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Tougher future for iron ore miners as China economy restructures

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John Robertson

Tougher future for iron ore miners as China economy restructures

The more successful China is at reforming its economy to put it on a stable growth path, the tougher it will be for Australian miners to find a home for their product.

Extrapolating past economic trends offers a reassuring backdrop for the Australian mining industry and also for those in government, elected and unelected, who have counted on growing Chinese raw material demand to fill the fiscal coffers.

Chinese steel production increased from 127 million tonnes in 2000 to 683 million tonnes in 2011. A repeat of that rate of growth would result in a fivefold rise in Chinese steel production by 2020 and production in a single year equivalent to all the steel produced in China over the 25 years to 2005.

This sort of extrapolated growth prompted former U.S. presidential economic adviser Herbert Stein to enunciate what has become known as Stein's law: if something cannot go on forever, it will stop.

The ongoing volume of China's steel needs will largely be a function of the level of investment in plant and equipment, technical progress and the amount households will spend on consumer durables.

These influences are pulling in different directions. The new Chinese leadership seems committed to a reduction in the investment intensity of the Chinese economy. At the same time, it wants to beef up household living standards which will mean more emphasis on the purchase of consumer durables. Technical progress will cause lesser amounts of steel to be used in any given application.

In 2011, gross fixed capital formation contributed approximately 46% of Chinese GDP. In the USA, nonresidential private fixed investment accounts for just 10% of GDP. US private consumption spending, including 9% for consumer durables, makes up 71% of GDP. This is twice the 35% contribution of private consumption in the Chinese economy.

The investment intensity of the Chinese economy had been as low as 25% in the mid 1980s and around 35% at the turn of the century. While some of the more recently elevated levels of investment were planned, a significant contribution has also come from efforts to stimulate economic activity after the threat of a global financial crisis in 2008.

The steel intensity of Chinese investment spending increased by 60% in the decade after 2000. The amount of steel required for a unit of investment in the years ahead is likely to be lower than in 2006-07 and closer to the 2002-03 rates of steel usage. Chinese officials are much more sensitive to allegations of wastage. Higher iron ore prices have also constrained the application of steel. Weakening demand for Chinese consumer and capital goods from offshore advanced economies will also have taken its toll.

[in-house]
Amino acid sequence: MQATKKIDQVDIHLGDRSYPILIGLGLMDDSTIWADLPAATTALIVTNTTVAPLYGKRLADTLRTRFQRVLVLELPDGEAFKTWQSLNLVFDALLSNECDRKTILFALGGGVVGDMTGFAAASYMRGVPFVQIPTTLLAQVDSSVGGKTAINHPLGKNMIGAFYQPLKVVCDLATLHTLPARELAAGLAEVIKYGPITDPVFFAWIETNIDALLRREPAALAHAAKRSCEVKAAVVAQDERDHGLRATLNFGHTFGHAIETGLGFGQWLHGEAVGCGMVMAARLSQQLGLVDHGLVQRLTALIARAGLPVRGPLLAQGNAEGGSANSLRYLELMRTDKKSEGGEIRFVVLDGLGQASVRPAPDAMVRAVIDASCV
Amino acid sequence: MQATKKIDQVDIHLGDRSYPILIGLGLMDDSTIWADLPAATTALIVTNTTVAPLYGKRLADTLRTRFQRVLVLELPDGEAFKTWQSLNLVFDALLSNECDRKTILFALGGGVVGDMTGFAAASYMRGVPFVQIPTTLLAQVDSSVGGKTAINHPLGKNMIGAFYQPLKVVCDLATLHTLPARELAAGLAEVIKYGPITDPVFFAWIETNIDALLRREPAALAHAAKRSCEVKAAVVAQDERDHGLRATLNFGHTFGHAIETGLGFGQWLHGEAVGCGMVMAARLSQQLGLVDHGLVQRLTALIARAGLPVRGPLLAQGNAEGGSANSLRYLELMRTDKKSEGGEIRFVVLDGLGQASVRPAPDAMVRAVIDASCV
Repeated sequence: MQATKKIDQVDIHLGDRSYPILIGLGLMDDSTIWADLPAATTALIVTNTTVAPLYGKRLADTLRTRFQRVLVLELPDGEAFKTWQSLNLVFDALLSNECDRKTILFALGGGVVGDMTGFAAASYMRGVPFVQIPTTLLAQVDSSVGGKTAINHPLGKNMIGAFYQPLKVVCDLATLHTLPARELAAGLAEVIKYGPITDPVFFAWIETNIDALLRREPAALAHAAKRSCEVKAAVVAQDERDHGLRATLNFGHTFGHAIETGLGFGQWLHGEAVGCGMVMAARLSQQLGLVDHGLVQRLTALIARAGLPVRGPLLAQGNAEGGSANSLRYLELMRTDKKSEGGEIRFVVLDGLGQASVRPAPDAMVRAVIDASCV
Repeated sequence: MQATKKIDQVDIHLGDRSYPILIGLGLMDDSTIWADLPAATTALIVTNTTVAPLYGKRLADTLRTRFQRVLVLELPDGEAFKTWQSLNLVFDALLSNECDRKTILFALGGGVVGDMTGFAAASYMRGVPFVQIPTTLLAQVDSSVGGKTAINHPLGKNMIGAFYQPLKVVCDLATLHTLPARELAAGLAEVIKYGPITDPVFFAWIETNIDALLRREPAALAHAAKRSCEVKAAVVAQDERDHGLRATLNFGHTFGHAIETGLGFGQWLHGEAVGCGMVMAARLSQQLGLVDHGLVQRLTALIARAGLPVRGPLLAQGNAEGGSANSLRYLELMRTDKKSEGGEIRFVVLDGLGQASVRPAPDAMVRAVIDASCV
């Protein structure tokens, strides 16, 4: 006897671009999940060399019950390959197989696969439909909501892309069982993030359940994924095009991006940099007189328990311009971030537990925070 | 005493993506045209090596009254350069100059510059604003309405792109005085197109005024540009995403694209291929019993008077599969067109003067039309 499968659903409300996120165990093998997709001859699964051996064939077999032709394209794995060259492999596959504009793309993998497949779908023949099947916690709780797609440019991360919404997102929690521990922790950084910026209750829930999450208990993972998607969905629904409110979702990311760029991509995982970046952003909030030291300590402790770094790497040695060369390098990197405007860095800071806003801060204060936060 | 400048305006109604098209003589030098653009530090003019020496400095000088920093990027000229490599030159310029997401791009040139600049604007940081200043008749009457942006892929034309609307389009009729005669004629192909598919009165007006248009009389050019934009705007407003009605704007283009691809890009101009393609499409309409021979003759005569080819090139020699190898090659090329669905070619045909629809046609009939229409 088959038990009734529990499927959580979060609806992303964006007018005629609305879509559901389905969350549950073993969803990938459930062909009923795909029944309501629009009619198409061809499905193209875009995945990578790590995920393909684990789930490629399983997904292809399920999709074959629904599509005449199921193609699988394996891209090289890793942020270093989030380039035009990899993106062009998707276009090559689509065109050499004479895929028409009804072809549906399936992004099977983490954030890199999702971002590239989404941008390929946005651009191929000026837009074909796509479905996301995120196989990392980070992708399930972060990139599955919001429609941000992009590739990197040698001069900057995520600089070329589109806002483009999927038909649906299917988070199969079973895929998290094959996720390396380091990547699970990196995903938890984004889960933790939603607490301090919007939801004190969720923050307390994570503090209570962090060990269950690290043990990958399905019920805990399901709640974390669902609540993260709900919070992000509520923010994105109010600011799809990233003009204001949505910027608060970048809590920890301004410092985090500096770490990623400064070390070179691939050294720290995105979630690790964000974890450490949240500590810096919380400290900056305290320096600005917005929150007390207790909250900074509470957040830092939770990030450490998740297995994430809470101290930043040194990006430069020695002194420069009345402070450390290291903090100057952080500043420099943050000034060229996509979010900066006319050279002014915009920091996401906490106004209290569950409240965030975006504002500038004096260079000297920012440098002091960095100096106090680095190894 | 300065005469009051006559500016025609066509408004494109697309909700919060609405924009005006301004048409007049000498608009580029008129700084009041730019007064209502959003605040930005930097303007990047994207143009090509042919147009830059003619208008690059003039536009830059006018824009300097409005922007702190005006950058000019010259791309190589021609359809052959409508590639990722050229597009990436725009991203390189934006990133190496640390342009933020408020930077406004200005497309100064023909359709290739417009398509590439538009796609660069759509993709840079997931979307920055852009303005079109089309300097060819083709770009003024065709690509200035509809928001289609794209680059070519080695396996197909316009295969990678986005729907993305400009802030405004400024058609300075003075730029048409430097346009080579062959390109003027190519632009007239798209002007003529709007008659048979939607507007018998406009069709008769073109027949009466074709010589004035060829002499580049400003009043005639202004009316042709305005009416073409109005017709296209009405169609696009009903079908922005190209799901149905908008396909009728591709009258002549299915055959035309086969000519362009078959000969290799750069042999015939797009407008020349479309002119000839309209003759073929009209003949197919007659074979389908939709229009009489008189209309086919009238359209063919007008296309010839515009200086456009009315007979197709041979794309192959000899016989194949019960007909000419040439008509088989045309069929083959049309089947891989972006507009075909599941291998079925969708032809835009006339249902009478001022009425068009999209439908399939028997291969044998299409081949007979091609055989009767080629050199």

As well as a lesser emphasis on investment spending, overall growth rates are also likely to have declined permanently. Short term consumption growth supported by a policy of accelerated wage increases will likely moderate as potential inflation pressures loom larger and Chinese industry suffers a clearer loss of competitive advantage. Growth rates of 7-8% moving toward 5-6% closer to 2020 might be consistent with the policies being presented by the new leadership.

On that set of assumptions, steel production in 2016 could be about 5% higher than in 2012 but would start to decline thereafter leaving it at around 2012 levels in 2020. In this circumstance, miners should be assuming that Chinese demand is, for all practical purposes, near its peak. This scenario suggests little scope for iron ore mine expansions.

There could be upside if Chinese policymakers decide to maintain the share of investment spending in GDP where it has been in the past two years. That would be an unambiguous shot in the arm for the mining industry. Within the analytical framework described here, steel production could be about 50% higher in 2020 than in 2012 providing ample scope for continuing expansions of iron ore mining capacity.

This latter scenario is unlikely but worthwhile considering simply to illustrate the extent to which the industry will be hanging on the short term policy settings of the Chinese government for the remainder of the current decade.

With the unshackling of market forces in the 1990s and further market reforms in the past decade, Chinese economic outcomes have been, to a large extent, taken out of the hands of bureaucrats. The planners in Beijing might have been able to moderate the effects at the margin but the underlying growth momentum came from the release of pent up economic and social forces over which they had little control once unleashed.

Fine tuning the Chinese economy will likely become a more prominent feature of the economic discourse and a far more crucial determinant of the demand for raw materials.

This change will mean greater uncertainty for the mining industry whose planning horizons will become increasingly aligned to the next decision by Xi Jinping and his leadership group about the economic outlook for the coming few quarters.

In this sense, China is likely to become more like a western economy. There will also be implications for the investment attractiveness of the major iron ore producers whose earnings are likely to become increasingly volatile and far less predictable than they once might have been.

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